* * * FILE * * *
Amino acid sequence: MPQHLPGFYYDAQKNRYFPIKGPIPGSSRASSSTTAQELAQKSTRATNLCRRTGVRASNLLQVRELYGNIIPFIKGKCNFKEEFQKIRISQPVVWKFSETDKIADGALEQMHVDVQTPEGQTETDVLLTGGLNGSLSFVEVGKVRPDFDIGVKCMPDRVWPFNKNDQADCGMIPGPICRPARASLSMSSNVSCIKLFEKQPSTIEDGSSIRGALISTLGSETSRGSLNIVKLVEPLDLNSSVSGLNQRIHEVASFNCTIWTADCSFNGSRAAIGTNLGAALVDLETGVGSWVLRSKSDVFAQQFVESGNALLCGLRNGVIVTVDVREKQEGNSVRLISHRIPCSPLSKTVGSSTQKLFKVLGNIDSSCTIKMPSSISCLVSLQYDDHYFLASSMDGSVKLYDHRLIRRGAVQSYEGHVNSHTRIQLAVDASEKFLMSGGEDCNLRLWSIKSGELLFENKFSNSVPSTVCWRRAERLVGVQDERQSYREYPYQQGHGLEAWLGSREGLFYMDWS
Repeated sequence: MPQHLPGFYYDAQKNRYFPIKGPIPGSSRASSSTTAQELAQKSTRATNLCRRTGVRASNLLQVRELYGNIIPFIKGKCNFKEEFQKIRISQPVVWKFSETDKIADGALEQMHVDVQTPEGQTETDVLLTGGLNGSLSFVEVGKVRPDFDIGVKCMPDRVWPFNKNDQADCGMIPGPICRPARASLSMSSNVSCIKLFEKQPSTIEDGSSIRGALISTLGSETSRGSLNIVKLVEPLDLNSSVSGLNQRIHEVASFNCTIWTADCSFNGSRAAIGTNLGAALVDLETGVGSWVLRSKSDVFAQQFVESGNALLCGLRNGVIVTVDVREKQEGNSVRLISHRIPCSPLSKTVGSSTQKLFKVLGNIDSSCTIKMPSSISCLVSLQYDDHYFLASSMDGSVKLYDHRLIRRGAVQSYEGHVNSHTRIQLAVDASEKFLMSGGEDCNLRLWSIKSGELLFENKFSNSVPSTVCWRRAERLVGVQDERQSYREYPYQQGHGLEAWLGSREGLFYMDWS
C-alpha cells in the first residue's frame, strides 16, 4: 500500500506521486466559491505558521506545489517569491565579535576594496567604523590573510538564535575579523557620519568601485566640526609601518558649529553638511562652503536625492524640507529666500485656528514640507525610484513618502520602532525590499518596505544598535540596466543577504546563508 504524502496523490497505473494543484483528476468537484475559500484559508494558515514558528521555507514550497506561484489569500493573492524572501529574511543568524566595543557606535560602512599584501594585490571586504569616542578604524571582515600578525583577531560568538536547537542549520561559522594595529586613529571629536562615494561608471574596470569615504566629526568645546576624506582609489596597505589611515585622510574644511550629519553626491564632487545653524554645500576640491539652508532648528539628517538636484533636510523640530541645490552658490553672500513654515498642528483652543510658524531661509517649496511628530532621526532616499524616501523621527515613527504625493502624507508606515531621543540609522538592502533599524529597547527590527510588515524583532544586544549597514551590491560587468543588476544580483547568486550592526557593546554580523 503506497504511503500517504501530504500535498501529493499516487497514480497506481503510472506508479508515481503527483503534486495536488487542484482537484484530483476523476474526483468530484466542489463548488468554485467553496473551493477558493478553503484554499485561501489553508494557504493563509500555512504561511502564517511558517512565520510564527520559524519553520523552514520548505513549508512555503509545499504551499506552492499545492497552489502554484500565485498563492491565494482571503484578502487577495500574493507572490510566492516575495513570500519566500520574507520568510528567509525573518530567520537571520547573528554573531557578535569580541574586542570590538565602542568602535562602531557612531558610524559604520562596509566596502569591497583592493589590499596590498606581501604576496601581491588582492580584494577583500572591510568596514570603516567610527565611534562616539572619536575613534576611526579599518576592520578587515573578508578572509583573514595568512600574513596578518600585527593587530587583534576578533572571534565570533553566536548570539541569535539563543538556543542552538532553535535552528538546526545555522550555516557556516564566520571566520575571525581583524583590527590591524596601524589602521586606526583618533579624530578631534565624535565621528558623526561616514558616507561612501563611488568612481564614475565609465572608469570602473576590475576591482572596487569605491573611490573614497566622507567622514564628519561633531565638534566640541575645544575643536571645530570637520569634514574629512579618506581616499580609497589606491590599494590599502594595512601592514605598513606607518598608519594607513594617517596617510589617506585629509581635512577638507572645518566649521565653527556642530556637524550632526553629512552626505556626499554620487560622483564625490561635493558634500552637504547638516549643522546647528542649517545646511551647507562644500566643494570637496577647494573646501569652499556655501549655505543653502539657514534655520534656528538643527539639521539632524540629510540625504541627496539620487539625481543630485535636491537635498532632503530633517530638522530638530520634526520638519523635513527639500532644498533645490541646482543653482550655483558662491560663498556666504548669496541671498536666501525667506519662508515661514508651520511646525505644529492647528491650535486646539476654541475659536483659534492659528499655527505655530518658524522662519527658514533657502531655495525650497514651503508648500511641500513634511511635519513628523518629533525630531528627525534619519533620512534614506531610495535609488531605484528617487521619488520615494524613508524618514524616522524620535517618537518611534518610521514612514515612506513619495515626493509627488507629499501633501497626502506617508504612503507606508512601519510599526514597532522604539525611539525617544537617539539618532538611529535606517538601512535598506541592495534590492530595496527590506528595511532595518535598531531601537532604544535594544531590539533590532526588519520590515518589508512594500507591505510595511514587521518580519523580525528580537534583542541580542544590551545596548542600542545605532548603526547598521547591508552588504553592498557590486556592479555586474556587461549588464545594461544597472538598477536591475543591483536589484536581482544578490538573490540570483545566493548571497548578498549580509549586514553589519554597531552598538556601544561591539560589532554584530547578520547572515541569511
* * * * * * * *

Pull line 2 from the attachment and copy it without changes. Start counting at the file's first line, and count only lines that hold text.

Repeated sequence: MPQHLPGFYYDAQKNRYFPIKGPIPGSSRASSSTTAQELAQKSTRATNLCRRTGVRASNLLQVRELYGNIIPFIKGKCNFKEEFQKIRISQPVVWKFSETDKIADGALEQMHVDVQTPEGQTETDVLLTGGLNGSLSFVEVGKVRPDFDIGVKCMPDRVWPFNKNDQADCGMIPGPICRPARASLSMSSNVSCIKLFEKQPSTIEDGSSIRGALISTLGSETSRGSLNIVKLVEPLDLNSSVSGLNQRIHEVASFNCTIWTADCSFNGSRAAIGTNLGAALVDLETGVGSWVLRSKSDVFAQQFVESGNALLCGLRNGVIVTVDVREKQEGNSVRLISHRIPCSPLSKTVGSSTQKLFKVLGNIDSSCTIKMPSSISCLVSLQYDDHYFLASSMDGSVKLYDHRLIRRGAVQSYEGHVNSHTRIQLAVDASEKFLMSGGEDCNLRLWSIKSGELLFENKFSNSVPSTVCWRRAERLVGVQDERQSYREYPYQQGHGLEAWLGSREGLFYMDWS